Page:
In general, peak safari season is in the dry months, from July to October, so avoid these months if you’re a budget-conscious traveller. However, some lodges in the greater Kruger Park Conservancy offer winter specials during May to September, so be sure to look out for these.
3. Safari by Overland Truck
This is a popular option for many budget travellers, especially the younger ones. This is a very inexpensive way to safari where often you participate in setting up camp and helping with meal preparations to keep tour costs down. It’s also a ‘cheap and cheerful’ way of doing it, with fairly large group sizes. Perhaps if you’re more of an introvert and appreciate privacy, this may not be the right choice for you.
4. Self-drive Safaris
This is a very viable option, especially in countries like South Africa with its excellent road network and terrific national parks. It’s definitely a great way to keep costs down. Car rentals are easy to arrange if you have a credit card, although it’s worth noting that there are high costs involved if you’re planning to drive across borders.
Some of South Africa’s favourite parks are easily accessible by road: Kruger National Park, Kgalagadi Transfrontier Park, Addo Elephant National Park, Hluhluwe-Umfolosi and many others. Self-drive safaris are a fun, safe and affordable way to explore and you have untold flexibility to go-as-you-please.
The downsides are that you’re not able to enjoy open safari vehicles or the benefit of an experienced, knowledgeable guide, especially important for first-time visitors.
5. Guided, budget safaris
These are usually different to overland truck safaris in that they are usually small groups (around 9 people, max.), are not participation-based and offer lodge accommodation rather than camping. For example, a guided, open-vehicle safari such as ours to the Kruger National Park is more expensive than a self-drive safari, yet it’s still much less than most luxury safari lodges at approximately US$200 per person per day, including return road transfers from Johannesburg, accommodation in the Kruger National Park’s bungalows with air conditioning and en-suite bathrooms, all meals and game drives included.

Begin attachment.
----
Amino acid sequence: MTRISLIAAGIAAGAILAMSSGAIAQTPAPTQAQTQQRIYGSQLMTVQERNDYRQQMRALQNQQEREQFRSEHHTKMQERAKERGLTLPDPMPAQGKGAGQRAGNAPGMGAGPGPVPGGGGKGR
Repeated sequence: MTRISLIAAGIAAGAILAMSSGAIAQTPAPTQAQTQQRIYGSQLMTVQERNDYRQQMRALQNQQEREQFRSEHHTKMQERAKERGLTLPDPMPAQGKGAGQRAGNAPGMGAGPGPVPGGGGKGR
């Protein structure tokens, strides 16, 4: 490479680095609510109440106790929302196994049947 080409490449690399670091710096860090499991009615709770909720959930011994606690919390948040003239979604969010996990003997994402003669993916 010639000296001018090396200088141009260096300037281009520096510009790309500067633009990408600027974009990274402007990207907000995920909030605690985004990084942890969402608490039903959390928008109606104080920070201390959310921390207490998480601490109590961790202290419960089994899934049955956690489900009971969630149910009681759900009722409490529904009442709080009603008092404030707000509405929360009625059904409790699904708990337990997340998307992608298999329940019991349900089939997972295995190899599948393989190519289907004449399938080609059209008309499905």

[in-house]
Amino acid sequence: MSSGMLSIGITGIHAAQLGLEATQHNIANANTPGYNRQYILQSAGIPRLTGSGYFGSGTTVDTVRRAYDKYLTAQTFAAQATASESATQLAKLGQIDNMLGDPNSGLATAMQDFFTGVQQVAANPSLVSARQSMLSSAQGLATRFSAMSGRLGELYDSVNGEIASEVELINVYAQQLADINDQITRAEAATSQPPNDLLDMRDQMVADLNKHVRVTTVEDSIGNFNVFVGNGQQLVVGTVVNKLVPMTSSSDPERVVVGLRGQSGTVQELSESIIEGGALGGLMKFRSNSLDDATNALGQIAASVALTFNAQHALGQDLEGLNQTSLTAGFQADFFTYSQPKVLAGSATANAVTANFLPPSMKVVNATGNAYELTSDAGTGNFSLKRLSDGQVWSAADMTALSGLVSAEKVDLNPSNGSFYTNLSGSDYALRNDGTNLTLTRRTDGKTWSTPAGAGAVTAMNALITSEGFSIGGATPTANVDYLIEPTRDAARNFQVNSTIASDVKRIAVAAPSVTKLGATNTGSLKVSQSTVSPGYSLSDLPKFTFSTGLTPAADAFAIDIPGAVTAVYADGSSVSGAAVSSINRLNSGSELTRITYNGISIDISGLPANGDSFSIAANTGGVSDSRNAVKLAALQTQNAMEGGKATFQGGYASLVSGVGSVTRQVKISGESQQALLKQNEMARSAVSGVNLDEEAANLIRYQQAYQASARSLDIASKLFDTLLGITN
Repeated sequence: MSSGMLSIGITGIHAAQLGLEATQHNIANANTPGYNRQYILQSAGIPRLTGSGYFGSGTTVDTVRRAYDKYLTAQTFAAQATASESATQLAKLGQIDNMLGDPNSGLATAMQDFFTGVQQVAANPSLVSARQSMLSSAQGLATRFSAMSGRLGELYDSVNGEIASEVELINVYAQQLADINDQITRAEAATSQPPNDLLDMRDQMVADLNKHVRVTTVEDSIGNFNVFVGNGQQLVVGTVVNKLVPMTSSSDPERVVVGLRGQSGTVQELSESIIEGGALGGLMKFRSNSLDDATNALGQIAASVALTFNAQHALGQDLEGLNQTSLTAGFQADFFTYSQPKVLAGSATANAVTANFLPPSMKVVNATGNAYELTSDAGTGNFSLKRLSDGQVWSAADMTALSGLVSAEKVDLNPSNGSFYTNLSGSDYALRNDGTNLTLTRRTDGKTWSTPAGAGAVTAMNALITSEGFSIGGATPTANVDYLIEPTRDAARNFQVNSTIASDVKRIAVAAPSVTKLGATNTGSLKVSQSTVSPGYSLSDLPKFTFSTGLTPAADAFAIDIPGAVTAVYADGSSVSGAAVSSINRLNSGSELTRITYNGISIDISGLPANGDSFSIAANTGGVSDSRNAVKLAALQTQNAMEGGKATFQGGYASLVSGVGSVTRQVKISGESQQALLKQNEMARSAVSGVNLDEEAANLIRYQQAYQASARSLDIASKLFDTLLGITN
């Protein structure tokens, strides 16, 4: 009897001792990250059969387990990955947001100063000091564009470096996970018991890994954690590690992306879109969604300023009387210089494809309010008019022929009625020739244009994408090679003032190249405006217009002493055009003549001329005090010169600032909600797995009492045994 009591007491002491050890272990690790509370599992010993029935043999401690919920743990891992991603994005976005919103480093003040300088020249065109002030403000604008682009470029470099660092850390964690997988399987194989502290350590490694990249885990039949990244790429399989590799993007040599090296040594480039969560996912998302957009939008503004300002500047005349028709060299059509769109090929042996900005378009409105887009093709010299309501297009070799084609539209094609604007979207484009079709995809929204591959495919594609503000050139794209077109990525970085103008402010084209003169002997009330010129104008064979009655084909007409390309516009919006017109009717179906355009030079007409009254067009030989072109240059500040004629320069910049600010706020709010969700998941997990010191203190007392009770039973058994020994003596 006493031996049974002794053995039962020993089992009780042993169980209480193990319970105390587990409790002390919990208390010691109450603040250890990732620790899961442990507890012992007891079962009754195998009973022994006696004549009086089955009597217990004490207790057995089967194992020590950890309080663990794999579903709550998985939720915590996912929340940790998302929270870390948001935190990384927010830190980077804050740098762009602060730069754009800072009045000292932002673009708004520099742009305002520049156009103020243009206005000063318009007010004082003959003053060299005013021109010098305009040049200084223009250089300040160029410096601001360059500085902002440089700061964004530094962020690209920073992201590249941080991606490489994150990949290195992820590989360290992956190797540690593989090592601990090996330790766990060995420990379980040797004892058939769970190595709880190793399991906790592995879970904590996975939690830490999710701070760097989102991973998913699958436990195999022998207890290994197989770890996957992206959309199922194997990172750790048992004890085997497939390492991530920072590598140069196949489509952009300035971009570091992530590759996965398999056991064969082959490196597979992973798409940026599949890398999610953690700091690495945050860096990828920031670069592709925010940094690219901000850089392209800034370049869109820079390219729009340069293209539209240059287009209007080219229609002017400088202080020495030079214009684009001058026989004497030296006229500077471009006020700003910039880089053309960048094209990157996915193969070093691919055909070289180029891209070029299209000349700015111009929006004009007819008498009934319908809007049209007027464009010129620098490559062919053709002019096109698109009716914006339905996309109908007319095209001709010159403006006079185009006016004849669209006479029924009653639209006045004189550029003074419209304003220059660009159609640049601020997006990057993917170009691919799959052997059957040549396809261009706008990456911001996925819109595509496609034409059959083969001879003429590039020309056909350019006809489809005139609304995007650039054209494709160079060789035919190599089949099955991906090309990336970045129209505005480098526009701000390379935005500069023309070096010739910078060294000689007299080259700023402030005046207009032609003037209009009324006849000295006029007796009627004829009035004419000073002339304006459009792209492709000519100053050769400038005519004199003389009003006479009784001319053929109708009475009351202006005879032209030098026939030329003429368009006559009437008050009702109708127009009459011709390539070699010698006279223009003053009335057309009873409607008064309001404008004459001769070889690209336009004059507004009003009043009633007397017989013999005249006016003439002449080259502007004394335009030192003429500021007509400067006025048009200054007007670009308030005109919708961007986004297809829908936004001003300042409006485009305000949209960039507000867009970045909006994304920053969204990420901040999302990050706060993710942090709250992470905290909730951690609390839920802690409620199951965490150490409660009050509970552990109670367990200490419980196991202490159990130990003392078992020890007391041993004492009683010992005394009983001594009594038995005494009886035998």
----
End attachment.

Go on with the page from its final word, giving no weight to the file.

The main benefit is that you’re accompanied by an excellent safari guide who will happily share his wealth of wildlife knowledge with you, find animals and sightings that you’d never achieve on your own and enjoy game drives in custom open safari vehicles which give much better visibility, especially for photographic opportunities.
6. Affordable Safari Lodges
Despite much-hyped publicity to the contrary, there are very affordable safari lodges available – especially if you’re paying in foreign currency.
A word of caution here too, though. Some lodges are very inexpensive – and with good reason: perhaps they’re in small reserves with little wildlife, unqualified guides with sub-standard accommodation, service and food.
But there are some really excellent, good value-for-money lodges where you can really get a superb safari experience at an affordable rate (approx. US$200 – 250 pp pn), which includes comfortable accommodation, all meals, two game activities daily (for example, game drives and bush walks). Road transfers from Johannesburg can be easily arranged, within budget.
So there you have it. At least 6 good reasons why you can afford that once-in-a-lifetime African safari. Perhaps the dream is now loads closer than you think?
Have you found any other great safari-saving tips? Please share with us in the comments below – and help some wanna-be safari goers to realise their dreams!
By 08 Oct 2014,